# Is a bijective local homeomorphism a global homeomorphism. What about diffeomorphisms?

Is a bijective local homeomorphism a global homeomorphism? What about diffeomorphisms?

I don't know if it's true this property, I'm not sure. If someone can prove it I would be very grateful, and if not I would welcome a counterexample because I can not think. Thank you very much. At worst, if not true, someone knows a sufficient condition to fulfill what I want? Thank you very much!

• I don't understand your problem. So you have an inverse and you wonder if it's continuous or smooth if it is locally so?
– t.b.
Commented Aug 2, 2011 at 14:12
• you have a continuous bijection with a continuous inverse, i.e. a homeomorphism (so it seems, your question could use some editing)
– yoyo
Commented Aug 2, 2011 at 15:11
• Do you mean something like: "$f:X\to Y$ is continuous, bijective and for every $x\in X$ there is a neighborhood $U_x$ such that $f|U_x: U_x \to f[U_x]$ is a homeomorphism." The answer to this question is no: Take X=discrete and Y=indiscrete topology on the same space, f=identity and $U_x=\{x\}$ Commented Aug 2, 2011 at 16:05
• @Daniel: as for the diffeomorphism, it is sufficient that it is injective, i.e. a local injective diffeomorphism is a global one. (if I remember my analysis :) )
– Andy
Commented Aug 2, 2011 at 18:04
• Isnt the map f: [0,1)-->$S^1$: $f(t)=e^{i2\pi t}$ a counterexample? It is a continuous bijection, and the IFT tells us that it is a local diffeo. at each point, but it is not a homeomorphism (e.g., $S^1$ is compact, and [0,1) is not, or [0,1) has a single point as a cutset, and $S^1$ has no 1-pt. cutsets), let alone a diffeomorphism.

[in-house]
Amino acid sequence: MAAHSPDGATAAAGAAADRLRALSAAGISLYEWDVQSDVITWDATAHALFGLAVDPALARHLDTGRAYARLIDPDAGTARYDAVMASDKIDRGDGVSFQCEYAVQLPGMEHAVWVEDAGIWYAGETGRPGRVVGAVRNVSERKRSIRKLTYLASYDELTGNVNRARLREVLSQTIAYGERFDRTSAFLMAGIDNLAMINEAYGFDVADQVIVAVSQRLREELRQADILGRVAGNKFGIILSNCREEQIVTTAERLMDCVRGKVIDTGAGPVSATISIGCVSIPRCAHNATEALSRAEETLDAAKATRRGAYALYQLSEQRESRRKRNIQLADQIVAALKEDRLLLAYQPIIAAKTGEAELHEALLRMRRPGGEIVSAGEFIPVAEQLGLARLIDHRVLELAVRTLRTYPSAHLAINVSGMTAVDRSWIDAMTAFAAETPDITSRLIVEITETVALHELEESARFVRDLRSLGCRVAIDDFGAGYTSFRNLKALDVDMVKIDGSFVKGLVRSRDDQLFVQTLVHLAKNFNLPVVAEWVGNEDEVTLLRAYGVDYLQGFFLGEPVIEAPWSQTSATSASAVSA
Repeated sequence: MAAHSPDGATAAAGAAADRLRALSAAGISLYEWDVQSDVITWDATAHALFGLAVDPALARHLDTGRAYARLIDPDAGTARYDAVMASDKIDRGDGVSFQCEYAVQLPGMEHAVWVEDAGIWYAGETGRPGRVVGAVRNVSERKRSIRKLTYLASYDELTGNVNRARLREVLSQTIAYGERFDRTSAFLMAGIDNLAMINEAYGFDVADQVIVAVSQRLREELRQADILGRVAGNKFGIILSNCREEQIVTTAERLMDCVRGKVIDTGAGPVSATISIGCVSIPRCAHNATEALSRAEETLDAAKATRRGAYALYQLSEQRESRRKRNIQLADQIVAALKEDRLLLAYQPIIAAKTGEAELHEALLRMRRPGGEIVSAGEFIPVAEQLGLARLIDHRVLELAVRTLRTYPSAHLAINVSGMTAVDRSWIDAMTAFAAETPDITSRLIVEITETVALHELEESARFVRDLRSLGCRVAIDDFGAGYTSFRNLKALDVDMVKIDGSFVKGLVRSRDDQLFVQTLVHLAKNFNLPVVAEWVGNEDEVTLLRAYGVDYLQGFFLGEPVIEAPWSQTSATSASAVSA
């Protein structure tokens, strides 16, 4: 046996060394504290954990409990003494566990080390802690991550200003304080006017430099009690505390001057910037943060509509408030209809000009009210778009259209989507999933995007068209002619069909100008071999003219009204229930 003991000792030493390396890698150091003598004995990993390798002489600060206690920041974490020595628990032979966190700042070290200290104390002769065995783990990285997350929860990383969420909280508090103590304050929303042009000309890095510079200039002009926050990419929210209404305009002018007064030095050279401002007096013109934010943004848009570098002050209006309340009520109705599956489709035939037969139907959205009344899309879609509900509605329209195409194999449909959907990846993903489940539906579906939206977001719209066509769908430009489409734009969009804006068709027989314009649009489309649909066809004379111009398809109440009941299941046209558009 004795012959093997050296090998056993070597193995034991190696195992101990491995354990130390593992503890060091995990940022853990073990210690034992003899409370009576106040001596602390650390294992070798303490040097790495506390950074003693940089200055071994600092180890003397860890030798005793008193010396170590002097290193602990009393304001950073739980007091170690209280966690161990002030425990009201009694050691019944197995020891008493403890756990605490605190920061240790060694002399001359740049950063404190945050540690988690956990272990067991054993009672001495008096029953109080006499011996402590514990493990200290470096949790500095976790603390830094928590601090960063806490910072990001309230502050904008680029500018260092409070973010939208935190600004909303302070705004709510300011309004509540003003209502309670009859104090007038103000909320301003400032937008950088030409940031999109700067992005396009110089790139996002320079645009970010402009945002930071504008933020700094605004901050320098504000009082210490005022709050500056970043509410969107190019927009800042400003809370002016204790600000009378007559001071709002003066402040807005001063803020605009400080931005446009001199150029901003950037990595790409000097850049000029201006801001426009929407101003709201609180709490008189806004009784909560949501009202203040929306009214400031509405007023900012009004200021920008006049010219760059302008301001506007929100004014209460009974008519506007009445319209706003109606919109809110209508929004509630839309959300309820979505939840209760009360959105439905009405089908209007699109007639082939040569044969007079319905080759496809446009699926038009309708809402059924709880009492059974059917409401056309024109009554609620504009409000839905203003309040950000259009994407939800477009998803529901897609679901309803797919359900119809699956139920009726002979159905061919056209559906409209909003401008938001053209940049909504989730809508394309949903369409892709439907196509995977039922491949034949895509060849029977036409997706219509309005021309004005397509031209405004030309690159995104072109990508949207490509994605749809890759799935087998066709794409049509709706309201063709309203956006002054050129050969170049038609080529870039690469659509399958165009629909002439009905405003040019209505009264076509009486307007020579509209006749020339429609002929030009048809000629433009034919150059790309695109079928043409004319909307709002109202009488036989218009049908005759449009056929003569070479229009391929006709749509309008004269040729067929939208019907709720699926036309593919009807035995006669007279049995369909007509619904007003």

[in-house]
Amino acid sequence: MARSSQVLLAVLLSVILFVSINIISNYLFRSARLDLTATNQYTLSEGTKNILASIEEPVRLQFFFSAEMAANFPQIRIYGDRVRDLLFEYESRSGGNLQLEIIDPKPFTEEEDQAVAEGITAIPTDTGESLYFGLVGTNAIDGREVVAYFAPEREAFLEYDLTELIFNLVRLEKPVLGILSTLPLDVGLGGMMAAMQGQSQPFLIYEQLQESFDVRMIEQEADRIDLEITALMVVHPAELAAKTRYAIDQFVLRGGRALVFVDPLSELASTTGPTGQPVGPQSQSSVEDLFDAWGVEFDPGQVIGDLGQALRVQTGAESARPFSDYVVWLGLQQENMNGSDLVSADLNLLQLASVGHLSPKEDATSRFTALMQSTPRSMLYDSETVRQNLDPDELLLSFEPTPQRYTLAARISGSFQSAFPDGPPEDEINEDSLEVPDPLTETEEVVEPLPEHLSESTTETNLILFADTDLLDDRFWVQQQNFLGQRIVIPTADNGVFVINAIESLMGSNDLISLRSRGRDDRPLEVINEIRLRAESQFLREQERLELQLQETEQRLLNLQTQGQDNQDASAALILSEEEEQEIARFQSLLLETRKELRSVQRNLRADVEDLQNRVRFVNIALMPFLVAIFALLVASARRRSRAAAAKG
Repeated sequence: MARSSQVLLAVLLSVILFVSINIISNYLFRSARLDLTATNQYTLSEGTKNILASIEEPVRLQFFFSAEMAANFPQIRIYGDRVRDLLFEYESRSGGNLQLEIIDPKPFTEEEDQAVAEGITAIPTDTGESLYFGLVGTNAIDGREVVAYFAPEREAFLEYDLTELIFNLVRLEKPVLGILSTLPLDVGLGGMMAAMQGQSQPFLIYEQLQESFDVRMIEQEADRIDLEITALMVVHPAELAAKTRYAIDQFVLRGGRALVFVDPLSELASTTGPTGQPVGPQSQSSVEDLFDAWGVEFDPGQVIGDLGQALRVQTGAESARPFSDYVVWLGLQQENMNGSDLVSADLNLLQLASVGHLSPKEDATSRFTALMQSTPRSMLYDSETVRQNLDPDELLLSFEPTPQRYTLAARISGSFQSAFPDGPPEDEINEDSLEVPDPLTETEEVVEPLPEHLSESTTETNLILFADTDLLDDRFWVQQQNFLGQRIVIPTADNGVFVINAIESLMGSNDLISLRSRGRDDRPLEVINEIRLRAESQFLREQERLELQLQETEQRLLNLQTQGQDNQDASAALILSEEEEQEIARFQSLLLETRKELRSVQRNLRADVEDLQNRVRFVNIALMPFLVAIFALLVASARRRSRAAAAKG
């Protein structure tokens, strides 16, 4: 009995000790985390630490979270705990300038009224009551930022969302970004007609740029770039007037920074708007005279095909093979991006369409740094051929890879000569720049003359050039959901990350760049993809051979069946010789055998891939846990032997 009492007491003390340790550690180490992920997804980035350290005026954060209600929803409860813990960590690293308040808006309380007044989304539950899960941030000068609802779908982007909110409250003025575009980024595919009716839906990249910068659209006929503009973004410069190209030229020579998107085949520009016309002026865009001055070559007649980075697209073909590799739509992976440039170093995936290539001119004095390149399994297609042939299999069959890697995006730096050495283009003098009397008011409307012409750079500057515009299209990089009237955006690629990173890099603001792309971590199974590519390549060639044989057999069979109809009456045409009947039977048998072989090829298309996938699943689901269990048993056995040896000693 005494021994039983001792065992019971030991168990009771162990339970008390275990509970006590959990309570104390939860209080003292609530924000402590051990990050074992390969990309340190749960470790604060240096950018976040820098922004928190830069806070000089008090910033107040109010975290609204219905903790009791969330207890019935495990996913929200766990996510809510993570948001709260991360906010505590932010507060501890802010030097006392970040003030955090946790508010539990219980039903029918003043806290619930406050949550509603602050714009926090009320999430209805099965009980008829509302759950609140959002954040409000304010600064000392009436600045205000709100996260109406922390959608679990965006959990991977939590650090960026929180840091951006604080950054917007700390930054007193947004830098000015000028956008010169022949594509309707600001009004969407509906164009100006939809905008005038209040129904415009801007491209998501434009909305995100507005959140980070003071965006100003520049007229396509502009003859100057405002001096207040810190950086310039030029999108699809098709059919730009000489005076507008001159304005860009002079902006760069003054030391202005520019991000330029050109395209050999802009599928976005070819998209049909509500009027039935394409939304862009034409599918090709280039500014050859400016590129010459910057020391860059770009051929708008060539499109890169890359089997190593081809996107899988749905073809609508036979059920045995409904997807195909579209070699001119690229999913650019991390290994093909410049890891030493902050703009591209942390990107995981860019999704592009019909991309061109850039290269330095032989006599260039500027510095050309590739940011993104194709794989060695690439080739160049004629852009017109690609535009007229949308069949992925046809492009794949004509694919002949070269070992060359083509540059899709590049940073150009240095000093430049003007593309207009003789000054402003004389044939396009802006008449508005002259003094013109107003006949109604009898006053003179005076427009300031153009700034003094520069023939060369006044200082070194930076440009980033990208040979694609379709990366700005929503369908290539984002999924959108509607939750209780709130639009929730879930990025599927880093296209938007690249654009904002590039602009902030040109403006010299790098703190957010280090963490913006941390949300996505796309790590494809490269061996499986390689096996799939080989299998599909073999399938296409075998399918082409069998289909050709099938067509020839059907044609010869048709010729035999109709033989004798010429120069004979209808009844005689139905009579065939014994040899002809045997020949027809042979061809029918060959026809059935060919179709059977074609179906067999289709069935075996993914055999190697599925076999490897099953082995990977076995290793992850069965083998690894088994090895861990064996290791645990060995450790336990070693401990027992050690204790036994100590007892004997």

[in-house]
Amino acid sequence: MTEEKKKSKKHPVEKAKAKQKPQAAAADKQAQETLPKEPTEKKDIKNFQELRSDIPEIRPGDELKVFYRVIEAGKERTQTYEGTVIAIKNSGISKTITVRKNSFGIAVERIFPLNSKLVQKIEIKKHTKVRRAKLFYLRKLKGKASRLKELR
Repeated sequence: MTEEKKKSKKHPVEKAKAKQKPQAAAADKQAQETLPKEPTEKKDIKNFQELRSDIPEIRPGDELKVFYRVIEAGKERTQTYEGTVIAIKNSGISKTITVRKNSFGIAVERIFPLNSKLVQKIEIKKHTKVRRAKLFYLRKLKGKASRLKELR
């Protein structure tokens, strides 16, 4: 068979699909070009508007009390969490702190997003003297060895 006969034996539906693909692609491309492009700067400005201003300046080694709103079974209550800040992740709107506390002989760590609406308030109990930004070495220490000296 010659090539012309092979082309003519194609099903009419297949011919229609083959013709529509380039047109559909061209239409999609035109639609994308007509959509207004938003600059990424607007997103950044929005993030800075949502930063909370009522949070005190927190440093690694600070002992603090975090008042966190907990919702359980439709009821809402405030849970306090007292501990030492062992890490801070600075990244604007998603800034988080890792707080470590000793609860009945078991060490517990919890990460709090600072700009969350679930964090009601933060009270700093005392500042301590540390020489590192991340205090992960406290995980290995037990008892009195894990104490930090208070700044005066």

– gary
Commented Aug 2, 2011 at 21:00

Here's a very detailed proof.

Let's say we have a continuous map $f:X \to Y$ of topological spaces of which we know:

• $f$ is a local homeomorphism, that is for every $p \in X$ exist the open subsets $U \subseteq X$, $V \subseteq Y$ with $p \in U$ and such that $$f_{|U}:U \to V$$ is a homeomorphism
• $f$ is bijective, that is there is an inverse map $f^{-1}:Y \to X$

In order to prove that $f$ is a homeomorphism we need to prove that $f^{-1}$ is continuous.

So, let $U' \subseteq X$ an open set and $V' = (f^{-1})^{-1}(U') = f(U')$. For each $p \in V'$ let $U_p$, $V_p$ as above (i.e. $f_{|U_p}: U_p \to V_p$ is homeomorphism), then $$V' \cap V_p = f_{|U_p}(U' \cap U_p)$$ is open because $f_{|U_p}$ is an homeomorphism (and therefore an open map). Furthermore $$V'= \cup_{p \in V'} V' \cap V_p$$ is open, as union of open sets.

• For the case of a local diffeomorphism just note that the inverse function theorem shows that the inverse is smooth.
– t.b.
Commented Aug 2, 2011 at 16:17
• $V'\cap V_p$ is open in $V_p$. This does not mean that it is open in $Y$. (See also my comment bellow the question. If I am not mistaken, it should give a counterexample to your proof.) Commented Aug 2, 2011 at 16:24
• @Martin: There's nothing wrong here. The sets $V_p$ are assumed to be open in $Y$ which they aren't in your "counterexample". I carelessly omitted that in my comment to cduston's argument.
– t.b.
Commented Aug 2, 2011 at 17:10
• Thanks for clarifying @Theo, I've overlooked this fact. Commented Aug 2, 2011 at 18:01